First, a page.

Holiday park evacuated after sudden collapse of coastal road reveals 'unexploded bomb'

A suspected unexploded bomb was discovered on a beach in Lowestoft, Suffolk, after erosion caused a section of road to collapse.

(HM Coastguard Lowestoft)
A suspected unexploded bomb was found on the beach at Lowestoft, Suffolk. (HM Coastguard Lowestoft)

Visitors at a holiday park were evacuated after a coastal road collapsed to reveal a suspected unexploded bomb on a beach.

Emergency services were called to Pakefield Holiday Park in Lowestoft, Suffolk, on Friday night to reports a clifftop road had subsided.

A number of people were evacuated from their caravans at the park on Arbor Lane as a result of the landslide, which caused a section of the road to fall on to the beach below, leaving properties perilously close to the edge.

It is thought that high tides and strong winds resulted in the cliff collapse.

But there was another development at lunchtime on Saturday when a member of the public discovered a large device, initially suspected to be an unexploded bomb, on the beach at the base of the cliff.

(HM Coastguard Lowestoft)
The suspected unexploded bomb was found by a member of the public at Pakefield beach in Suffolk. (HM Coastguard Lowestoft)
(HM Coastguard Lowestoft)
The suspected unexploded bomb on the beach at Pakefield in Lowestoft, Suffolk. (HM Coastguard Lowestoft)

HM Coastguard Lowestoft, East Suffolk Council and Suffolk Police were all involved in the operation to evacuate holidaymakers and make the area safe as an exclusion zone of 100m was set up.

In a Facebook post, HM Coastguard Lowestoft said bomb disposal experts carried out a controlled explosion on the device.

More Eastern England stories - click above
More Eastern England stories - click above

In its statement on Sunday, the coastguard said: "The team were out on and off during yesterday to ensure the caravans hadn’t succumbed to the cliff fall. Fortunately, they remained untouched by the tide and were safely moved by Pakefield Holiday Park staff.

"Unfortunately, the cliff fall or extremely high tide did offer us another surprise. A large metal object resembling a World War Two bomb was unearthed.

Picture shows collapsed front at Pakefield Holiday Park in Suffolk. (HM Coastguard Lowestoft)
The collapsed cliff at the front of a property at Pakefield Holiday Park in Suffolk. (HM Coastguard Lowestoft)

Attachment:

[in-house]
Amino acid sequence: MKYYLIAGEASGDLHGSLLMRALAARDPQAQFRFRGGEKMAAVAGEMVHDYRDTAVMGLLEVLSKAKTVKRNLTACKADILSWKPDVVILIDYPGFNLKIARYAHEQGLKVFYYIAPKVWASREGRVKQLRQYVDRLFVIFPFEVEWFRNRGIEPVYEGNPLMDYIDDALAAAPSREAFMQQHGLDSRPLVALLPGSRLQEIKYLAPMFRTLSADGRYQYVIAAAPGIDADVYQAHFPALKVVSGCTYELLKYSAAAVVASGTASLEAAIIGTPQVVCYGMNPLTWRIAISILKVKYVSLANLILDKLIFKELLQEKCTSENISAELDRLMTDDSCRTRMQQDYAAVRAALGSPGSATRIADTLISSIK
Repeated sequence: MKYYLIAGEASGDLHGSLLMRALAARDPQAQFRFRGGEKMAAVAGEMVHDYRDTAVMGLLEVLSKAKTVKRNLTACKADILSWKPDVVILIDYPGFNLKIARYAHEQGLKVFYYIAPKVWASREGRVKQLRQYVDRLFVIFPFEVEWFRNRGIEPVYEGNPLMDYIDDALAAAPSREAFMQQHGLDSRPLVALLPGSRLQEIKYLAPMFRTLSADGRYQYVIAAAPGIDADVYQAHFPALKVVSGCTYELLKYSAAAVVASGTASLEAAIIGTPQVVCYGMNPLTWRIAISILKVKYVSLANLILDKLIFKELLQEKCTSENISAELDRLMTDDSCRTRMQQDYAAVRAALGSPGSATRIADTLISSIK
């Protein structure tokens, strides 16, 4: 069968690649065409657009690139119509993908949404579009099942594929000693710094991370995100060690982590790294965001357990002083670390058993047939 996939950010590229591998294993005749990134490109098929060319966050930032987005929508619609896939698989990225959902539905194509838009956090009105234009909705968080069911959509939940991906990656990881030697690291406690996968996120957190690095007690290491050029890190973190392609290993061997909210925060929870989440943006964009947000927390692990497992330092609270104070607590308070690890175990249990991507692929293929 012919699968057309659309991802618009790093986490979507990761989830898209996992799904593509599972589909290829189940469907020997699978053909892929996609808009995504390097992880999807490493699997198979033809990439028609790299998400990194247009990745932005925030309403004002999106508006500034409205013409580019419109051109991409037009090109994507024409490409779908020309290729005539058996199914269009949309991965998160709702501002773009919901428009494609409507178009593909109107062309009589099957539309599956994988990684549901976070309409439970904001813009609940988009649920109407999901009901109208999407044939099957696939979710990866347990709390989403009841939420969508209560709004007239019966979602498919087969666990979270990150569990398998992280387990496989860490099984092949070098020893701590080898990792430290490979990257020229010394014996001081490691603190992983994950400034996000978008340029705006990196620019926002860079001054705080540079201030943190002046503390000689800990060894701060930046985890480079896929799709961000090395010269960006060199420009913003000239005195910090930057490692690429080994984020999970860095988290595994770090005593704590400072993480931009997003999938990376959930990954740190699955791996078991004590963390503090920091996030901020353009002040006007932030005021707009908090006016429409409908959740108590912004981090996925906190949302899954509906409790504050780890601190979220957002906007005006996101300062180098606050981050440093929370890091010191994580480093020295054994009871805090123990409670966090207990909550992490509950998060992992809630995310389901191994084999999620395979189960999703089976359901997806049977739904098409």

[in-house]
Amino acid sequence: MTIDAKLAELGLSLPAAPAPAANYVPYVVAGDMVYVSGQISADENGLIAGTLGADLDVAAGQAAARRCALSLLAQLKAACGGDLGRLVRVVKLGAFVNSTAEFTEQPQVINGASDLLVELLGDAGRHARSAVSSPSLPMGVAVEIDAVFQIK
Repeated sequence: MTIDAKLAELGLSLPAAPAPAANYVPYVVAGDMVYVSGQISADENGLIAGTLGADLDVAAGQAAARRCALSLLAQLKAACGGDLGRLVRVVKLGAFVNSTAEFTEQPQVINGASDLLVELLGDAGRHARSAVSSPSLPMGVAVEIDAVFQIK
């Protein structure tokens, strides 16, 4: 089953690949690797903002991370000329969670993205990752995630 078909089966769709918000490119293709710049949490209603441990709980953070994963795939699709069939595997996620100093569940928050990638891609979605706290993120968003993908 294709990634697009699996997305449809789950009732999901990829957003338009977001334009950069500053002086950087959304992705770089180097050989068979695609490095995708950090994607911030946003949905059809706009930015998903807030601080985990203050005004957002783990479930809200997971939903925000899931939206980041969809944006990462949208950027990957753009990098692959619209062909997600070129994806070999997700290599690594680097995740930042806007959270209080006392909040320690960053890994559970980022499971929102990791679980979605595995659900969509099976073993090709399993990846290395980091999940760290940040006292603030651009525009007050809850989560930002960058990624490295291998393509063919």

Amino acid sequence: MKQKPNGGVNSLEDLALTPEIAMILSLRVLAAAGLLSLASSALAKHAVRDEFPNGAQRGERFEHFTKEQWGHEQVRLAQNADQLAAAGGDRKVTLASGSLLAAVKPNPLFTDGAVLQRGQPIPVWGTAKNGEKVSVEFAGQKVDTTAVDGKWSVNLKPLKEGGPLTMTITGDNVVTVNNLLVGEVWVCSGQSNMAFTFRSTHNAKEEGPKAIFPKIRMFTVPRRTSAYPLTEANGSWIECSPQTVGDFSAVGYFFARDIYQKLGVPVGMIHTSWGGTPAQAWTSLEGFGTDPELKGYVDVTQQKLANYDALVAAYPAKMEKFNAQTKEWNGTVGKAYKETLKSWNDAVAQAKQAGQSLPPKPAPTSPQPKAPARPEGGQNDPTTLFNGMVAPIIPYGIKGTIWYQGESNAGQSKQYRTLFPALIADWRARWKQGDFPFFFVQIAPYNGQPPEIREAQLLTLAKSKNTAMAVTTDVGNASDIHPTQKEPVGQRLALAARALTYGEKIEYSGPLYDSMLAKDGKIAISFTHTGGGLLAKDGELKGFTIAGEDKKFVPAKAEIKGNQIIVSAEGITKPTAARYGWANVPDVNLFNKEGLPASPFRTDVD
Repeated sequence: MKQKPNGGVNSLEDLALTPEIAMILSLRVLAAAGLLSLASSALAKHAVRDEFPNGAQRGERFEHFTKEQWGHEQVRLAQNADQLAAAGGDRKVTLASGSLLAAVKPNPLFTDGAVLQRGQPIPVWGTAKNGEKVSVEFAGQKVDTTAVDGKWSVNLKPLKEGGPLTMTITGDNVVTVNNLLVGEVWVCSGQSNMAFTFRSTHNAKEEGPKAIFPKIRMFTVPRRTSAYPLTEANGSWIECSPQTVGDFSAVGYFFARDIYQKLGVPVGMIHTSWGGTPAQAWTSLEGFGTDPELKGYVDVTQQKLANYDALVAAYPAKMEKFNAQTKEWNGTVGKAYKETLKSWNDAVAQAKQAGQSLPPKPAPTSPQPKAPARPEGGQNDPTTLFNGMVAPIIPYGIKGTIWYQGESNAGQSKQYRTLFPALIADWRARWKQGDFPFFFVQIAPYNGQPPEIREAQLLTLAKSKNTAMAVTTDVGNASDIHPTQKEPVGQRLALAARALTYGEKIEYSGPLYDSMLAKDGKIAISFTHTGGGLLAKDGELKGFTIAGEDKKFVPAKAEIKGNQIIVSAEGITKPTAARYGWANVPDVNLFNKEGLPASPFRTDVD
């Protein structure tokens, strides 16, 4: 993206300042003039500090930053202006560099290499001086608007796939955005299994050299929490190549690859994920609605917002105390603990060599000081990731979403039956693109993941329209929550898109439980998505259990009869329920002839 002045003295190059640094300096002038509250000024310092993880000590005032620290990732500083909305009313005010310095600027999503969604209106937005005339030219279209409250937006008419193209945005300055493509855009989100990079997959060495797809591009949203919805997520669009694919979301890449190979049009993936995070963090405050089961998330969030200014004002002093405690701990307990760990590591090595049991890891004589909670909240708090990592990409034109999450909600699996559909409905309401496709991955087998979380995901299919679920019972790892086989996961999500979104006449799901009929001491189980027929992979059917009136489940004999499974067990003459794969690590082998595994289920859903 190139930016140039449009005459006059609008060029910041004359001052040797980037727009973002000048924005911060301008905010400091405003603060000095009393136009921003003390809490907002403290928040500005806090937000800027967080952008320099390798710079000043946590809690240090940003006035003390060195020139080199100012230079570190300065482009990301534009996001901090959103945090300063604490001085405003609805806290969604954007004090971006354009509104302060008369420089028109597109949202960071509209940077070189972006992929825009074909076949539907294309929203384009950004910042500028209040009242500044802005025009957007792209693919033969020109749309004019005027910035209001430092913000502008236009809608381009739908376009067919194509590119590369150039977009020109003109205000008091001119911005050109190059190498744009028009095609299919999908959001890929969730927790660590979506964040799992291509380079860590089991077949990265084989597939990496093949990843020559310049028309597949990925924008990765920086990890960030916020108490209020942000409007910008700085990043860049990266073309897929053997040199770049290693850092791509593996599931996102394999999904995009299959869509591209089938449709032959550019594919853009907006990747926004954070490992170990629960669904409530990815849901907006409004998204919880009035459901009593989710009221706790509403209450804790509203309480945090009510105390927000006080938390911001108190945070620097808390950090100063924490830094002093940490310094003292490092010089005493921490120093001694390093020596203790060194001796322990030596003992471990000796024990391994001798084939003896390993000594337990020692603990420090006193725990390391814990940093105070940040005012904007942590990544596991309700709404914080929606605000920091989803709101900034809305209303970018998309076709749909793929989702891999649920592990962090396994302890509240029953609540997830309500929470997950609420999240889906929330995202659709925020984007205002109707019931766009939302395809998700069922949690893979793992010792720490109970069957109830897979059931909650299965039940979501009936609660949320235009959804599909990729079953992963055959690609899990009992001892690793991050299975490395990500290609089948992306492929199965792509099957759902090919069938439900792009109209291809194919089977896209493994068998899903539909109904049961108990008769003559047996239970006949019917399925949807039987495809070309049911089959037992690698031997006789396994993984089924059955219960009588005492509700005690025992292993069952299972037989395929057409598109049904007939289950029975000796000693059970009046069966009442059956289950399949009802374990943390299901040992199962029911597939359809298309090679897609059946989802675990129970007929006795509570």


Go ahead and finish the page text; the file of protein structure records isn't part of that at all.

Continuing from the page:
"Fortunately, the device was made safe when EOD [explosive ordnance disposal] identified the object as an old minesweeping marker. A controlled explosion was carried out for safety.

"So after a dramatic weekend, but with no loss of lives or homes, we thank our lucky stars."

Yahoo News UK has approached the Army and East Suffolk Council for comment.

A cordon has been put in place along the clifftop and people have been urged not to walk along the affected area.

Visitors were evacuated as a safety measure. (HM Coastguard Lowestoft)
Visitors were evacuated as a safety measure. (HM Coastguard Lowestoft)

In an earlier statement, HM Coastguard Lowestoft said: “The team were tasked tonight, along with a fire officer from Suffolk Fire & Rescue Service, to assess the situation at Pakefield Holiday Park, Arbor Lane, as this afternoon, a section of the road in front of the clifftop caravans collapsed on to the beach below.

“Some of the vans are now dangerously close to the edge and several people have been evacuated.

“The beach at the bottom of the steps at Arbor Lane, has now mostly washed away. There is now a drop on to what’s left of the beach.

Recommended reading

“We have cordoned off the steps this evening. The relevant organisations have been informed.

“Please do not use the steps at Arbor Lane until the authorities have had a chance to act.

"The beach there is now a dangerous place to be. Please keep well away.


(HM Coastguard Lowestoft)
Authorities warned people to stay away from the area. (HM Coastguard Lowestoft)
HM Coastguard Lowestoft is monitoring the situation. (HM Coastguard Lowestoft)
A section of the road on a cliff at Lowestoft in Suffolk collapsed at the weekend. (HM Coastguard Lowestoft)

'Erosion hotspots'

At the beginning of 2023, 21 "erosion hotspots" were identified across the English coast.

The at-risk areas include seaside villages in Cornwall, Cumbria, Dorset, East Yorkshire, Essex, Kent, the Isle of Wight, Northumberland, Norfolk and Sussex.

The list of villages and hamlets at risk was compiled by climate action group One Home.

It said 2,218 homes were in danger, with an estimated total worth of £584m.

The UK government had committed to protecting 336,000 more properties as part of a six-year flood and coastal erosion programme from 2021 to 2027.

But a report published earlier this month showed the Environment Agency (EA) had reduced its forecast to 200,000 properties, identifying inflation as a major reason.

The report also revealed EA had removed 500 of the 2,000 new flood defence projects that were originally included in the government’s programme.

It comes despite the government doubling capital funding to £5.2bn for the programme.

Meanwhile, 203,000 properties already protected from flooding are also facing an increased risk because of a £34 million shortfall in EA’s maintenance funding for existing flood defence assets for 2022-23, the report said.